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Women’s History Month: Four pillars of success

We begin our monthlong salute to women by noting the contributions of four local greats – Georgia E. Lee Patton, Ida B. Wells, Judge Bernice Donald and Lois DeBerry.
 
 Carlee McCullough

Across the nation, March is the month designated to jointly recognize and celebrate the stellar achievements of women everywhere.  Why is this celebration so important?

According to the Santa Rosa, Calif.,-based National Women’s History Project (NWHP), “recognizing the achievements of women in all facets of life – science, community, government, literature, art, sports, and medicine – has a huge impact on the development of self-respect and new opportunities for girls and young women.”

 We begin our monthlong salute to women by noting the contributions of four local greats – Georgia E. Lee Patton, Ida B. Wells, Judge Bernice Donald and Lois DeBerry.

And at one time or another, each of our four spotlighted women was a business owner.   

Georgia E. Lee Patton – Medicine

Born into slavery, according to BlackPast.org, Georgia E. Lee Patton graduated from Meharry Medical Department of Central Tennessee College in 1893.  She later moved to Memphis and opened a private medical practice, becoming the city’s first black female doctor.  

Patton was also the first black woman to receive both physician’s and surgeon’s licenses from the state of Tennessee, opening the door in Memphis for future female physicians to walk through.

Ida B. Wells – Civil Rights icon

For almost a decade, Memphis was home to one of the early pioneers of the Civil Rights movement.  Protesting and refusing to give up her seat on the train 71 years prior to Rosa Parks’ similar ordeal, publishing entrepreneur Ida B. Wells was more than a teacher and writer.  She was a fighter by all definitions.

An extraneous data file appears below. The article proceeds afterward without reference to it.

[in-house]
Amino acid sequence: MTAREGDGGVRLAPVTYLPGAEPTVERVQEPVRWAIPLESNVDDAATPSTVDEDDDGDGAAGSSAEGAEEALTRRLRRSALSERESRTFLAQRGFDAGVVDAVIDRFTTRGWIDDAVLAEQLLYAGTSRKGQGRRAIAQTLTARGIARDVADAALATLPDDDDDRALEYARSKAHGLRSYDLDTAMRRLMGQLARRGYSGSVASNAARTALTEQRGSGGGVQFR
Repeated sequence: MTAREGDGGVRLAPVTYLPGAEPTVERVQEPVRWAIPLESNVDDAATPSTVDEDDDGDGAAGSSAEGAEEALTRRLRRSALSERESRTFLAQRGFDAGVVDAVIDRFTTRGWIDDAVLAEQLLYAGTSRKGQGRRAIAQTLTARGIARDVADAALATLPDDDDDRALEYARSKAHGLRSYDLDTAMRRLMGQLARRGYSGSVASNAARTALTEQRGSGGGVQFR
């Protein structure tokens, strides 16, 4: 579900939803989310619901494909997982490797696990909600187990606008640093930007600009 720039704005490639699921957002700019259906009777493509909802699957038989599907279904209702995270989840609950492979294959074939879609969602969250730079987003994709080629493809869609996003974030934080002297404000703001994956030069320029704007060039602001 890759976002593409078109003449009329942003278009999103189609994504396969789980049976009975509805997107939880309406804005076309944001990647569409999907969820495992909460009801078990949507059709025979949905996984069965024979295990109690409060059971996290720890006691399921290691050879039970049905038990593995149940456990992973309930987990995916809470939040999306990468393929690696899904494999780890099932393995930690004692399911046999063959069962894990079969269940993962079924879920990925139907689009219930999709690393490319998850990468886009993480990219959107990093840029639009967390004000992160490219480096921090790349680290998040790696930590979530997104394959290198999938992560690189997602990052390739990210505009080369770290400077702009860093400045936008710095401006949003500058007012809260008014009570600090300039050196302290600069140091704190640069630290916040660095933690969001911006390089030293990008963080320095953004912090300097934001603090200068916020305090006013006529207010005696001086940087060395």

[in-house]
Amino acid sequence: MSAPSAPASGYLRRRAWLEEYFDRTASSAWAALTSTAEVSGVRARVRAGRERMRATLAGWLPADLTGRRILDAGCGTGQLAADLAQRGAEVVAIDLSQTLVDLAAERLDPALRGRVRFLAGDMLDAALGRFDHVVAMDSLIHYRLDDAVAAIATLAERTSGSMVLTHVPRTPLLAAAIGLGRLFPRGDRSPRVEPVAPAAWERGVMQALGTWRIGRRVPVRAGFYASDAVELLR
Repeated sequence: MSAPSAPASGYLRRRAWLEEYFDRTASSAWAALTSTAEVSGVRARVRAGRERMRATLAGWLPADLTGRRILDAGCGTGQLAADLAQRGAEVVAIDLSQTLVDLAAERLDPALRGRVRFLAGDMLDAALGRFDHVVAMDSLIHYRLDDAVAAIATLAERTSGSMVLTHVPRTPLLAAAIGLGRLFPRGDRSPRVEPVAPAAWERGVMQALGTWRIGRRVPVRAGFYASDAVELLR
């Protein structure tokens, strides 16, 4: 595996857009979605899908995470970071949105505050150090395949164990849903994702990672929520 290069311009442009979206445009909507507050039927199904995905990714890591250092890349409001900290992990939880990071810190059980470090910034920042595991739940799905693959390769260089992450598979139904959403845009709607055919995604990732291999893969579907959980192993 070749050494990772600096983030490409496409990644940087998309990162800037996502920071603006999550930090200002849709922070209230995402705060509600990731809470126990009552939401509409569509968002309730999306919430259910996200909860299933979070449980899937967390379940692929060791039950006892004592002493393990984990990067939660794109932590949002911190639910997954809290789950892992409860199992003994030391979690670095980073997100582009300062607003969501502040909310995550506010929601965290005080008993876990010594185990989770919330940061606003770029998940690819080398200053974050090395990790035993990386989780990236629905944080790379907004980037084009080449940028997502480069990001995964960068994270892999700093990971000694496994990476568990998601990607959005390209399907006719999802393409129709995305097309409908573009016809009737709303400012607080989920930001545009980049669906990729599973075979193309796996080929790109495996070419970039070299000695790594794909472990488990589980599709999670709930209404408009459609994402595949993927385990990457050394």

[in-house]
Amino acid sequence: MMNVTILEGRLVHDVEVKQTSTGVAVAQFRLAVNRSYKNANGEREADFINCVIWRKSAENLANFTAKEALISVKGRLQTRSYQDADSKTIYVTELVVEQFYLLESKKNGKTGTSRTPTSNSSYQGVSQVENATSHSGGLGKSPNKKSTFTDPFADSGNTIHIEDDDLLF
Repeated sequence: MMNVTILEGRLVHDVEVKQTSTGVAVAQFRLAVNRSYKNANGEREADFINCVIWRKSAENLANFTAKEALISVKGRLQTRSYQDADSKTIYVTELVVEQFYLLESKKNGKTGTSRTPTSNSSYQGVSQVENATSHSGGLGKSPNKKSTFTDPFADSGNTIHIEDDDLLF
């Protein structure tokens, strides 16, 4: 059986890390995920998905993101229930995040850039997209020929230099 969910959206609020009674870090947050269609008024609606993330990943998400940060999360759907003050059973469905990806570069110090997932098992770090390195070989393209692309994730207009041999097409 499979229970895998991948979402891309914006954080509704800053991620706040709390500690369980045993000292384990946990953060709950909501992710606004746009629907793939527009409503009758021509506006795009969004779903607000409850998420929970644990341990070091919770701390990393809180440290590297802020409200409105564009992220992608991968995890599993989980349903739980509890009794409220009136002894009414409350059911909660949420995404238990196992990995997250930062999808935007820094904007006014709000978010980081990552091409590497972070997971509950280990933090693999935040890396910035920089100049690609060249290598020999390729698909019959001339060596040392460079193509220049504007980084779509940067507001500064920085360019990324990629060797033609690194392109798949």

After being forcefully removed from her seat, she later filed suit against the railroad. She won her case in the local circuit court but the decision was reversed by the Tennessee Supreme Court.

Having attending Fisk University and LeMoyne Institute, Wells was unafraid to take a stance on the side of right.  With strong opinions, she was an early pioneer for women’s rights.  Wells gained a public persona as a dedicated teacher and writer.

Known for her writings about racial injustice, she wrote for The Living Way a black church weekly and the Evening Star.  Later, she became co-owner and editor of Free Speech and Headlight, an anti-segregationist newspaper located at Beale Street Baptist Church.  In addition to schools nationwide bearing her name, Ida B. Wells also has a 25 cent postage stamp in her honor.

Judge Bernice Donald - Law

Born in Mississippi, Memphis claimed Judge Bernice Donald – a graduate of Memphis State University and Memphis State University School of Law – long ago.

In 1982, Donald became a judge on the Court of the General Sessions becoming the first black female judge in Tennessee.  Judge Donald would later serve as the first black woman in Federal Bankruptcy Court.  

Now sitting as the U.S. District Judge for the Western District of Tennessee, Donald has been nominated to sit on the Sixth Circuit Court of Appeals by President Barack Obama.

Lois DeBerry – Politics

From her many years of holding a megaphone at LeMoyne Owen College during the National Youth Sports Program summer camps to her many years in Nashville as the Speaker Pro Tempore of the Tennessee House of Representatives, Lois DeBerry has dedicated the majority of her life to not only children, but the community at large.  

DeBerry’s record of service is impressive. She was the first African-American Memphis woman elected to the House of Representatives, the first woman chairperson of the Shelby County Delegation, and the first African-American woman elected Speaker Pro Tempore of the House of Representatives.

NEXT WEEK: Lady Litigator v. Radio Personality

(Please send your questions to Carlee McCullough, Esq., Contract Compliance Officer, City of Memphis-Office of Contract Compliance, 125 N. Main St., Suite 546, Memphis, TN 38103 or e-mail: This email address is being protected from spambots. You need JavaScript enabled to view it. .)

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